Caribbean in Motion was organized as a partnership between the IDB and the Animae Caribe Caribbean Animation Festival and earlier this year shown at the IDB Cultural Center in Washington, DC. The exhibition highlights some of the most captivating and imaginative animation and illustration in the Caribbean today, including works by Makesi Aquan, Danielle Blaize, Mathew Hudson, Alison Latchman, Anieph Latchman, Wendell McShine, Khia Poitier, Ansar Sattar, Steven Schmid and Marlo Scott. Caribbean in Motion explores the multifaceted social and economic benefits generated by…

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Michael Lester: A Montego Bay Artist Opens on July 24

National Gallery West

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The National Gallery of Jamaica is pleased to present the Michael Lester: A Montego Bay Artist exhibition, which will open at National Gallery West at the Montego Bay Cultural Centre on Sunday, July 24.
The exhibition comprises work by the Polish-born artist Michael Lester, who lived and worked in Montego Bay from 1953 until his death in 1972. He made the city, its people and its environs his main subject, in lyrical expressionist paintings that celebrated the beauty and unique character of Jamaica. Lester, whose birth name was Leszczynski, was a popular figure in the Montego Bay community and along with his wife Peggy ran the Lester Gallery, one of the first art galleries in the city. His work was supported by local art lovers and tourist visitors alike and is represented in many private, corporate and public collections, including the collection of the National Gallery of Jamaica. The…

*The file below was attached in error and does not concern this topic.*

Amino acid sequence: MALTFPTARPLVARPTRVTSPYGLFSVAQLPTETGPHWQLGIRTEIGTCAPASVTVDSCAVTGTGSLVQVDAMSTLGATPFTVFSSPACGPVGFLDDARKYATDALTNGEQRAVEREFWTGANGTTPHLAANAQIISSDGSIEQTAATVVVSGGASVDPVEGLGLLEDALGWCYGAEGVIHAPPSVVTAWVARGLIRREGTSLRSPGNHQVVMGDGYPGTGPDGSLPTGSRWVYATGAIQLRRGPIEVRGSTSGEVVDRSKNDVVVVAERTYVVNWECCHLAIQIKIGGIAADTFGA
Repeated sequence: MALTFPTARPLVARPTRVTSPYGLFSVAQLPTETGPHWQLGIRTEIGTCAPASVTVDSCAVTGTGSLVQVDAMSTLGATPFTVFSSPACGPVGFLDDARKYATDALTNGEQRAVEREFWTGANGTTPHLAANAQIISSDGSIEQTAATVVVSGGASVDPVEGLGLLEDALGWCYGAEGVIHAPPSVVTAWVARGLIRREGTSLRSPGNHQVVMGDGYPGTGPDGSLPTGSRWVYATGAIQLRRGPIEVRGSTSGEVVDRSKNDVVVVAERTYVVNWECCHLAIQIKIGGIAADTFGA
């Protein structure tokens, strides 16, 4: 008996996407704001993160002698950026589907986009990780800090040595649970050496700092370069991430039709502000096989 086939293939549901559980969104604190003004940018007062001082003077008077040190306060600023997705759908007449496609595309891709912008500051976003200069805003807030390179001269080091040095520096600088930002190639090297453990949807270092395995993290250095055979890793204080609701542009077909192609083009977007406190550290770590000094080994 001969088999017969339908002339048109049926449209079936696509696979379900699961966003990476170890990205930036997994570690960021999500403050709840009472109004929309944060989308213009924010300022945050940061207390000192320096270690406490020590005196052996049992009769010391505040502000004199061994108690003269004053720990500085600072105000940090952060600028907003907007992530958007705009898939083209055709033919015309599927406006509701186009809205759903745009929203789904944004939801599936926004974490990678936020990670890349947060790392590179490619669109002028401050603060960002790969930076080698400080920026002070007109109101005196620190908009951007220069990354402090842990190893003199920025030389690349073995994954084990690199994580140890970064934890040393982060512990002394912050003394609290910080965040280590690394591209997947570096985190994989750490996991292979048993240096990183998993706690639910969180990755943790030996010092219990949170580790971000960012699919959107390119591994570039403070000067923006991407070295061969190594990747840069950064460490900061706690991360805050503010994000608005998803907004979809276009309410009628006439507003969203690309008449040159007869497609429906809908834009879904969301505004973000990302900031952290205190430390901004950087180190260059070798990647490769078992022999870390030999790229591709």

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MASCULINITIES EXHIBITION TO OPEN AT NATIONAL GALLERY WEST IN MONTEGO BAY ON MAY 1

National Gallery West

The National Gallery of Jamaica is pleased to present a new exhibition, titled Masculinities, at National Gallery West, its branch at the Montego Bay Cultural Centre, Sam Sharpe Square, Montego Bay. The exhibition will be on view at National Gallery West from May 1 to July 17, 2016. The opening reception will be on Sunday, May 1 at 4 pm, with entertainment by Joshua Clarke.

Masculinities explores how masculinities – and the use of the plural is deliberate – have been represented in Jamaican art and visual culture. In doing so, the exhibition also explores how various masculine roles and identities, and the perceptions that surround them, have evolved in the Jamaican context. The exhibition includes work by artists from the nineteenth century to the present, such as Isaac Mendes Belisario, Albert Huie, Osmond Watson, Barrington Watson, Rose Murray, Mallica “Kapo” Reynolds, Ebony G. Patterson, Leasho Johnson, Wade Rhoden…